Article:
Autumn Safety Tips for Drivers in Toronto

Edited by Admin
Autumn Safety Tips for Drivers in Toronto

Autumn Driving Tips

As summer heat gives way to the brisk chill of fall, many of the concerns of earlier in this extraordinary year are still with us. Distracted by rising COVID-19 cases or world events, we may forget that autumn is also a time when we need to remember to pay particular attention to  road conditions, and to prepare our vehicles – and ourselves – for fall driving. We often forget during the easy driving days of summer that autumn can present certain challenges for drivers. Be sure to take some time to consider what these might be, and take steps to ensure that you’ll be safe on the road this time of year!


Fall Road Hazards

Some of the challenges that come to the forefront for drivers in the fall include:

  • Deer and other wildlife. According to Statistics Canada, most collisions with deer, elk, and moose happen during the months of October and November, and the greatest number of accidents occur in Ontario. According to the Globe and Mail, there are more than 14,000 collisions between cars and wildlife reported in Ontario every year. And unfortunately, the numbers seem to be rising. There are various reasons why deer and other animals are present in greater numbers during autumn, including the fact that fall is mating season, and also a time when many animals move from one area to another to find vegetation. Dawn and dusk are the times when deer are most active, so avoid travelling during those times, or drive more slowly and carefully. Don’t follow too closely behind another car in case the driver has to stop suddenly. Be careful when you’re driving near a steep ditch or embankment, as deer often pop up suddenly. Keep an eye out for signs warning about deer, and remember that deer can act erratically, darting out in front of vehicles. They may also become confused by your headlights, so if you see one, slow down!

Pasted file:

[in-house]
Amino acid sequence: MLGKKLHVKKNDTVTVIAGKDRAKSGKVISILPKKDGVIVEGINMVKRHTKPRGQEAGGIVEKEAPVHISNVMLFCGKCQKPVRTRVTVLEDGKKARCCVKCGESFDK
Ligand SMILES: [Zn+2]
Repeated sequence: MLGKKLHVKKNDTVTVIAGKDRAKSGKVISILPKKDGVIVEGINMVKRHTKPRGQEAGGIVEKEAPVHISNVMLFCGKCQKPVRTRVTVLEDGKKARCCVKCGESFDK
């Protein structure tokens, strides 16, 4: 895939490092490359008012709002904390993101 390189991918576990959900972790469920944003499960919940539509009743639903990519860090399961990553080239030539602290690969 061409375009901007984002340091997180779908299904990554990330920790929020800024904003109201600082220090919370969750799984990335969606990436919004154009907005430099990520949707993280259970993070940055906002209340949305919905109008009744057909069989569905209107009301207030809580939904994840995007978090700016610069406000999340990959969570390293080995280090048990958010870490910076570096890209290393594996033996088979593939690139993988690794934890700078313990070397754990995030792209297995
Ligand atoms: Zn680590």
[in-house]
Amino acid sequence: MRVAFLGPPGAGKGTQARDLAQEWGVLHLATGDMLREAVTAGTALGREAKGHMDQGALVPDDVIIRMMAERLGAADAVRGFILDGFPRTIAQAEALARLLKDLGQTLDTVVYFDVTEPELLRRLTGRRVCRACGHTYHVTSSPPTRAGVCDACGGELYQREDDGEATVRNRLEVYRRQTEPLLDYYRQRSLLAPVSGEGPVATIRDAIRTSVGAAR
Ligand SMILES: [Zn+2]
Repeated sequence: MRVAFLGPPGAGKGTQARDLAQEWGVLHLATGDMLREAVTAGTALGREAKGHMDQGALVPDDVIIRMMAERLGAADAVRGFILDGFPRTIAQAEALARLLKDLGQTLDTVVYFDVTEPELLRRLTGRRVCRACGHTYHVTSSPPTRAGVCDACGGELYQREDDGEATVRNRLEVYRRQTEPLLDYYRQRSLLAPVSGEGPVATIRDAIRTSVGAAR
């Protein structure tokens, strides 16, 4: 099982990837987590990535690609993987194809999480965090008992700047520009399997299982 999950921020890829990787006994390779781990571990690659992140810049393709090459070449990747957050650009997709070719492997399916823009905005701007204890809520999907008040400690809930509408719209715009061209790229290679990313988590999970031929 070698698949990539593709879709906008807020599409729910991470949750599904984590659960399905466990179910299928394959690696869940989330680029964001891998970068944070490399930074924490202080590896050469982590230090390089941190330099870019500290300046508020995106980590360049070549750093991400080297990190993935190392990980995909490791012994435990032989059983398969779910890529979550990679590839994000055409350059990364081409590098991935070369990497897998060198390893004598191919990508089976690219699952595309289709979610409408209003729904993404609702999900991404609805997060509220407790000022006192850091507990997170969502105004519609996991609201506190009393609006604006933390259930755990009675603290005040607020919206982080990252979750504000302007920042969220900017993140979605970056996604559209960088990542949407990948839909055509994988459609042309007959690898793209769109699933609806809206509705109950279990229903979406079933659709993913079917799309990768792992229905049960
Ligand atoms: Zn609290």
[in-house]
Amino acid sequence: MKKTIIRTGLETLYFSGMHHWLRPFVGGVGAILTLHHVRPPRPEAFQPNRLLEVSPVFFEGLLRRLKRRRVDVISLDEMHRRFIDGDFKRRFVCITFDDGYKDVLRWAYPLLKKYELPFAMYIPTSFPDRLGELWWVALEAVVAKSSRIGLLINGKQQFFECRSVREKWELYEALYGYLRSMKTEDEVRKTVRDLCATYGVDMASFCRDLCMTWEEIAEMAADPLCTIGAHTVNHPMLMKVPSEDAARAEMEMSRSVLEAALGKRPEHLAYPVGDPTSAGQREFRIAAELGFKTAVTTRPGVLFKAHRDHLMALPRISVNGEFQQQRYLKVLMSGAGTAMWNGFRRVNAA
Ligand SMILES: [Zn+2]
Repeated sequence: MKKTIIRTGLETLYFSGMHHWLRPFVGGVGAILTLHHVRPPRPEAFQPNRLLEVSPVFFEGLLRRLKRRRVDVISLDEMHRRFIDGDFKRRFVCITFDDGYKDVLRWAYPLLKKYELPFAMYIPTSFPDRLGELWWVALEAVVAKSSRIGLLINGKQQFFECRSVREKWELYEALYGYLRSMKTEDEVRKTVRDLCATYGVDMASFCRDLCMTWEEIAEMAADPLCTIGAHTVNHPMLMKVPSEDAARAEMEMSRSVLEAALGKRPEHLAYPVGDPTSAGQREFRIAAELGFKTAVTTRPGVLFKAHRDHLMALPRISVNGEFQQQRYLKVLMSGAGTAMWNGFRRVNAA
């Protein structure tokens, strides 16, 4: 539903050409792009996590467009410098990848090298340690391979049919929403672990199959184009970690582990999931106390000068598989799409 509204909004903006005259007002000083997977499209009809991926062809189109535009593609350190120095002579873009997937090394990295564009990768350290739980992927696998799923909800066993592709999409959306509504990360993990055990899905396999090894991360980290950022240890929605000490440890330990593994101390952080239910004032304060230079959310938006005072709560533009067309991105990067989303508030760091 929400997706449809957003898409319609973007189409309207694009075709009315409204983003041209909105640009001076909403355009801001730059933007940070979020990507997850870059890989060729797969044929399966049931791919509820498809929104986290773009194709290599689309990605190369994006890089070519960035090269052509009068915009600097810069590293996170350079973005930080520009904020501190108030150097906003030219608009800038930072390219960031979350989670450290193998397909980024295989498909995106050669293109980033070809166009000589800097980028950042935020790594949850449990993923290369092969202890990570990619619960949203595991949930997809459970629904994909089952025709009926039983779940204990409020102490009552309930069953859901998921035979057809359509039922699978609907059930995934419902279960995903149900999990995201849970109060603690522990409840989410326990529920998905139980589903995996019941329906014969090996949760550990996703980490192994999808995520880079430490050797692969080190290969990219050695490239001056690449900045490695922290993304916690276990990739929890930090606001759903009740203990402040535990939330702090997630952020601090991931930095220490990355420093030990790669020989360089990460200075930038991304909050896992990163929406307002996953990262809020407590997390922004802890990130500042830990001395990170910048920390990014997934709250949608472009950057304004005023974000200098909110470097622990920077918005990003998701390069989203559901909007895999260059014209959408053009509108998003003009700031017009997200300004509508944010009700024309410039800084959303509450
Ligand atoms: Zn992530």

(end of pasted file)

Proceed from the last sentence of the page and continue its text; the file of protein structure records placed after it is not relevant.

• Leaves. Many drivers don’t realize that wet leaves can be as slippery as ice. If your car does begin to skid or slew on leaves, don’t brake suddenly; take your foot off the gas and pump the brake lightly until you have the vehicle under control again. Leaves can also obscure the centre line in the road, so if you’re driving through a lot of leaves, watch the edge of the road and be sure that you stay in your own lane.
  • Loss of light. Of course, as summer turns to winter, the days get shorter and shorter, and we have fewer hours of daylight. Be mindful of this if you’re commuting – each day you’ll be experiencing less light than the day before, and it can be harder to see pedestrians, cyclists or children playing in the streets. Check the times for sunrise and sunset, and plan your driving accordingly whenever possible. If it’s not fully light outside when you get into your car, wait for a few minutes before beginning to drive to allow your eyes time to adjust to dimmer light.
  • Bridges. Don’t forget that some spots on the road are more likely to be slippery than others. In addition to wet leaves, morning frost lingers on shaded portions of the road such as bridges or underpasses. Slow down when approaching these areas, particularly in the morning.
  • Rain and fog. In autumn, many areas experience more rainfall and fog than in other seasons. Take precautions if you’re driving in either condition; slow down when it’s raining and remember to stay well behind the car in front of you. If your car begins hydroplaning, take your foot off the gas and lightly pump the brakes until the vehicle is under control. Fog, often present during fall and early winter, can reduce visibility severely, particularly in low-lying areas. Try dimming your lights when you hit a patch of fog.
  • Black ice. In Ontario, black ice is common in the fall. It’s very difficult to see, but be cautious on wet or damp days when the temperature is near the freezing point.
  • Frost. With the coming of lower temperatures, on cold mornings your car’s windshield may be frosted over. Be sure to have an ice scraper handy to clear it off before leaving.

Preparing for Fall

There are a few simple ways to help ensure that your vehicle will be up to the challenges that fall brings. Of course, now is the time to get those winter tires on. As soon as the temperature dips below 7 degrees Celsius, winter tires are in order. Don’t forget to monitor your tire pressure. Check the condition of your windshield wiper blades to make sure they’re in good condition, and switch to using winter washer fluid which is designed to work in cold weather without freezing. And finally, check to be sure your headlights are aimed correctly, and keep them clean.


Enjoy the autumn colours and the crisp, cool weather – and stay safe on the road!